What are some of your favorite patriotic songs and why?

I absolutely love Ray Charle’s version of America the Beautiful, and we just so happen to be doing it at the concert! It was in the film The Sandlot, (which I recently learned was filmed in Salt Lake City!) and I love that movie. I was a kid when it came out, and I would guess where I heard it for the first time. That song, for me, is very nostalgic, and he sings it with such passion. I hope I can do it justice this weekend!

I also am very partial to Lee Greenwood’s God Bless the USA. It’s such a powerful song – whenever I have performed it live, or seen it done live, it always brings people to their feet. It’s a lovely tribute to the freedom we all share and reminds us of the sacrifice our military men and women make for us daily.

What are your family’s 4th of July traditions?

When I was growing up, we usually spent our 4th of July in Alabama with my mom’s family. It was probably a similar story to most small-town Americans… we would go to a park with the rest of the town, eat hot dogs, listen to patriotic songs, and watch a fireworks show. Even after seeing the fireworks show in NYC, Nashville and even Disney World (which are all amazing, by the way), I still look on my summers in Alabama most fondly. And of course, they blasted Sweet Home Alabama every year!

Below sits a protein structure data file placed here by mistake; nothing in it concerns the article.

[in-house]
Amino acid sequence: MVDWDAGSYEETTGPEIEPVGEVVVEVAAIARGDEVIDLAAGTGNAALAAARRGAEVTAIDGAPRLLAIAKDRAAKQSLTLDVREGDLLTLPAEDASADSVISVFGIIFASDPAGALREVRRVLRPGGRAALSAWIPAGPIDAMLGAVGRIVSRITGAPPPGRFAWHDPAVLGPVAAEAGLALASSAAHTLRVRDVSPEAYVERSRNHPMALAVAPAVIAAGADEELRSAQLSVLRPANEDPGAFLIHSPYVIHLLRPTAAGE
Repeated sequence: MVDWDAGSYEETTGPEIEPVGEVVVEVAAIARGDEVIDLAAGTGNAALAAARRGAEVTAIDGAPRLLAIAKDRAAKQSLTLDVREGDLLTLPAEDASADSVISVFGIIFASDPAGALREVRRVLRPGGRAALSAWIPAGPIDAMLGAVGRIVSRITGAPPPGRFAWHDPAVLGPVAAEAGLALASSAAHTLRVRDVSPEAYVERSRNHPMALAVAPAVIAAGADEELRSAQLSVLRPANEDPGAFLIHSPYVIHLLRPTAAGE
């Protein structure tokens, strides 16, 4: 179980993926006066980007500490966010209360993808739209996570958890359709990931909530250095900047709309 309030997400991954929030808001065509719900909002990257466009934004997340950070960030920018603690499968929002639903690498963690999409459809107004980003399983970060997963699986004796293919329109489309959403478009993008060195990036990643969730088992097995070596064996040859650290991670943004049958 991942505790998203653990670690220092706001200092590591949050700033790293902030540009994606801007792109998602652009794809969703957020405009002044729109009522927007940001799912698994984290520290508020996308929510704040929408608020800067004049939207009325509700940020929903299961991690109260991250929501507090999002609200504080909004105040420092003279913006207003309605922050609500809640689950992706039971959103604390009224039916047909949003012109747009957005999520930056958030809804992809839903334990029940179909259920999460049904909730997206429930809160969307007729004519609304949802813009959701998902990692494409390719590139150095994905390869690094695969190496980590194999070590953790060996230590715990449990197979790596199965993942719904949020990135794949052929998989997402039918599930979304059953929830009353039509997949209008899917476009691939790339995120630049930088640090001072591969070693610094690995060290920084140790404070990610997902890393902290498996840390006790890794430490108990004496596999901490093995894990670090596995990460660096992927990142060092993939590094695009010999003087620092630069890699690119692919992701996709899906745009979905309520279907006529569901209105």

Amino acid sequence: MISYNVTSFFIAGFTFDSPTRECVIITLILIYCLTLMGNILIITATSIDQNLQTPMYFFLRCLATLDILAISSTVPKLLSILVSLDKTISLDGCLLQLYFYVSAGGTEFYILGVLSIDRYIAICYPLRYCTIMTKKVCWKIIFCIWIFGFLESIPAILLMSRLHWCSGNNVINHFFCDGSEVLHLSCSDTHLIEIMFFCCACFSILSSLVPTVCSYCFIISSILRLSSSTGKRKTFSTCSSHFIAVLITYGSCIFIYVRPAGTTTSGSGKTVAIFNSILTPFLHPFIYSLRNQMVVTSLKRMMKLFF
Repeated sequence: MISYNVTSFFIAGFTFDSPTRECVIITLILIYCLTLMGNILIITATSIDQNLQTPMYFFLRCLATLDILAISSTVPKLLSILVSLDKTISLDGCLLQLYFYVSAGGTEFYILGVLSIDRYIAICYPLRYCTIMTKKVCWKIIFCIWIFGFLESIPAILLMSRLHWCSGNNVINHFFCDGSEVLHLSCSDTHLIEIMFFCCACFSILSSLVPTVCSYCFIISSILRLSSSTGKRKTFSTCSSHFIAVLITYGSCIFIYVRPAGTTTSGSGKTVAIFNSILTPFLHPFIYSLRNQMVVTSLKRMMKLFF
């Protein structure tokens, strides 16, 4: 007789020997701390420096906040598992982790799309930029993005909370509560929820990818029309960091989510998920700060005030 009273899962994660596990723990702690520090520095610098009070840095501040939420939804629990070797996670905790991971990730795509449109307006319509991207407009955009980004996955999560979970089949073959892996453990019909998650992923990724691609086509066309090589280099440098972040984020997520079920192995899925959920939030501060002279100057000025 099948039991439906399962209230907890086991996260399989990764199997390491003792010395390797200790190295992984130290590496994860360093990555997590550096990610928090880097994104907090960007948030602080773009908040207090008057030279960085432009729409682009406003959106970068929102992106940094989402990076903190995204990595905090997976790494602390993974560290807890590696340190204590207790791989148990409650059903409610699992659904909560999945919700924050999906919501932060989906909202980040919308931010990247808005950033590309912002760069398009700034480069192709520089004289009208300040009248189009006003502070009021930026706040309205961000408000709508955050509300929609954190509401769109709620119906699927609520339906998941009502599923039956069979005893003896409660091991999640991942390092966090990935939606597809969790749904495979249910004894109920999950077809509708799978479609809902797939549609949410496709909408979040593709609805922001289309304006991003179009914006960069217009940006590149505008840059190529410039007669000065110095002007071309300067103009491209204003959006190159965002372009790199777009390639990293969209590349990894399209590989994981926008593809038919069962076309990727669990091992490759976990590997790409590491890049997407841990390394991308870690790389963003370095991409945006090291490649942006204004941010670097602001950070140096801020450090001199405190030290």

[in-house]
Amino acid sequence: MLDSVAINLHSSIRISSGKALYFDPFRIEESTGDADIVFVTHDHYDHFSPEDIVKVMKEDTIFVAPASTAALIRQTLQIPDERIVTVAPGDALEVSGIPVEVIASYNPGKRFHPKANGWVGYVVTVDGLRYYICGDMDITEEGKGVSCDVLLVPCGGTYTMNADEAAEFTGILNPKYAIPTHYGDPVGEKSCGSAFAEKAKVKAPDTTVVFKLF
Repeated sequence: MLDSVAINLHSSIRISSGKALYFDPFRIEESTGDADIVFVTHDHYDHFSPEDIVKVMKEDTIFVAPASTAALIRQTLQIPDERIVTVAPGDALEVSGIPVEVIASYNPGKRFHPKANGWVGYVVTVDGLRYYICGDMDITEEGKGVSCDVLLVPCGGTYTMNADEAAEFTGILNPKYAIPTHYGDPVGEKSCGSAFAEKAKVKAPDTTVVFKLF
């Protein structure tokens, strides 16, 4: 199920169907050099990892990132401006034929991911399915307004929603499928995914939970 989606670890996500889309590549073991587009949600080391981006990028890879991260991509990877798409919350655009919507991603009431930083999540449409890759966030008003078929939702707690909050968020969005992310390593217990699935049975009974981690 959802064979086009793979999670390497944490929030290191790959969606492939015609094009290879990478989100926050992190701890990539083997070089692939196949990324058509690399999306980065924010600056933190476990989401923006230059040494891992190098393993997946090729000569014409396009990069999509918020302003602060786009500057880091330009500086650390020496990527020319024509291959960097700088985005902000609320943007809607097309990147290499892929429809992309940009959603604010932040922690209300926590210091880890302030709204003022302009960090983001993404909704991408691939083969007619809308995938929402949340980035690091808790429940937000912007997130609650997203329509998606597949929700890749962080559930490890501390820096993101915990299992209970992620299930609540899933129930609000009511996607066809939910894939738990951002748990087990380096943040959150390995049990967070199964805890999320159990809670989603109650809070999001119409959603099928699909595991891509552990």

You initially got your degree in public relations and advertising—what drew you to start a singing career instead?

Actually, it was more the other way around. I began my recording artist career at 15 and had been performing professionally at Disney World for 2 years by the time I chose that major. I was considering musical theater but felt it would be wise to get a degree I could fall back on. Luckily, I have not had to use it yet!